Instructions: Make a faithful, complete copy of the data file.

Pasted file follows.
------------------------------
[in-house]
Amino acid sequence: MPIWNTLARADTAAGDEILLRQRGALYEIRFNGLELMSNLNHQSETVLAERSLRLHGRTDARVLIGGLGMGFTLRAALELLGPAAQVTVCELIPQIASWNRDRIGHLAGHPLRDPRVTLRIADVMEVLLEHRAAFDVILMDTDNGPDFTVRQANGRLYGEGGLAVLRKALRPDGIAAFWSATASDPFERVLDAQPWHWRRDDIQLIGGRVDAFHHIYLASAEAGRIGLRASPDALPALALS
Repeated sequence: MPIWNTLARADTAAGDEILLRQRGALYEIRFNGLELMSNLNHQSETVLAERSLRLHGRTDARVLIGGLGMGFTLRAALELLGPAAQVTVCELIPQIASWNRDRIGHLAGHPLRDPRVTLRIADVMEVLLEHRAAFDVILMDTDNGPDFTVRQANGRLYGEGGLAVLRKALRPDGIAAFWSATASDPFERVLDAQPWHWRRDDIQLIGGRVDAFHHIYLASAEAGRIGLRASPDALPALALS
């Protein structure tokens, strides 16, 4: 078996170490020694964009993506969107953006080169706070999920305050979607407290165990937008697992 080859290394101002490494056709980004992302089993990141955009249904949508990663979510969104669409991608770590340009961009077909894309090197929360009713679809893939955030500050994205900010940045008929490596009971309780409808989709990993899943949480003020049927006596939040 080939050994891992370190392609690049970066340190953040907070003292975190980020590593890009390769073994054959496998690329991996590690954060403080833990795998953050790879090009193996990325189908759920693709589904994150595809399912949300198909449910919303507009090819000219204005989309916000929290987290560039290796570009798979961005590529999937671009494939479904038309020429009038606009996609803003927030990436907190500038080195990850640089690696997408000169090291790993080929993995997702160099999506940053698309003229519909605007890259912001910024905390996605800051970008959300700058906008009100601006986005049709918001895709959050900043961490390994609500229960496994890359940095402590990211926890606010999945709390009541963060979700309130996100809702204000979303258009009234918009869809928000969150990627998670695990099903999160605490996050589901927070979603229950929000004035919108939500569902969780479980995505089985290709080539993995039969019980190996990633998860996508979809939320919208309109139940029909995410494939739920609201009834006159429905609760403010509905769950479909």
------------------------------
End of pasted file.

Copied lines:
[in-house]
Amino acid sequence: MPIWNTLARADTAAGDEILLRQRGALYEIRFNGLELMSNLNHQSETVLAERSLRLHGRTDARVLIGGLGMGFTLRAALELLGPAAQVTVCELIPQIASWNRDRIGHLAGHPLRDPRVTLRIADVMEVLLEHRAAFDVILMDTDNGPDFTVRQANGRLYGEGGLAVLRKALRPDGIAAFWSATASDPFERVLDAQPWHWRRDDIQLIGGRVDAFHHIYLASAEAGRIGLRASPDALPALALS
Repeated sequence: MPIWNTLARADTAAGDEILLRQRGALYEIRFNGLELMSNLNHQSETVLAERSLRLHGRTDARVLIGGLGMGFTLRAALELLGPAAQVTVCELIPQIASWNRDRIGHLAGHPLRDPRVTLRIADVMEVLLEHRAAFDVILMDTDNGPDFTVRQANGRLYGEGGLAVLRKALRPDGIAAFWSATASDPFERVLDAQPWHWRRDDIQLIGGRVDAFHHIYLASAEAGRIGLRASPDALPALALS
């Protein structure tokens, strides 16, 4: 078996170490020694964009993506969107953006080169706070999920305050979607407290165990937008697992 080859290394101002490494056709980004992302089993990141955009249904949508990663979510969104669409991608770590340009961009077909894309090197929360009713679809893939955030500050994205900010940045008929490596009971309780409808989709990993899943949480003020049927006596939040 080939050994891992370190392609690049970066340190953040907070003292975190980020590593890009390769073994054959496998690329991996590690954060403080833990795998953050790879090009193996990325189908759920693709589904994150595809399912949300198909449910919303507009090819000219204005989309916000929290987290560039290796570009798979961005590529999937671009494939479904038309020429009038606009996609803003927030990436907190500038080195990850640089690696997408000169090291790993080929993995997702160099999506940053698309003229519909605007890259912001910024905390996605800051970008959300700058906008009100601006986005049709918001895709959050900043961490390994609500229960496994890359940095402590990211926890606010999945709390009541963060979700309130996100809702204000979303258009009234918009869809928000969150990627998670695990099903999160605490996050589901927070979603229950929000004035919108939500569902969780479980995505089985290709080539993995039969019980190996990633998860996508979809939320919208309109139940029909995410494939739920609201009834006159429905609760403010509905769950479909």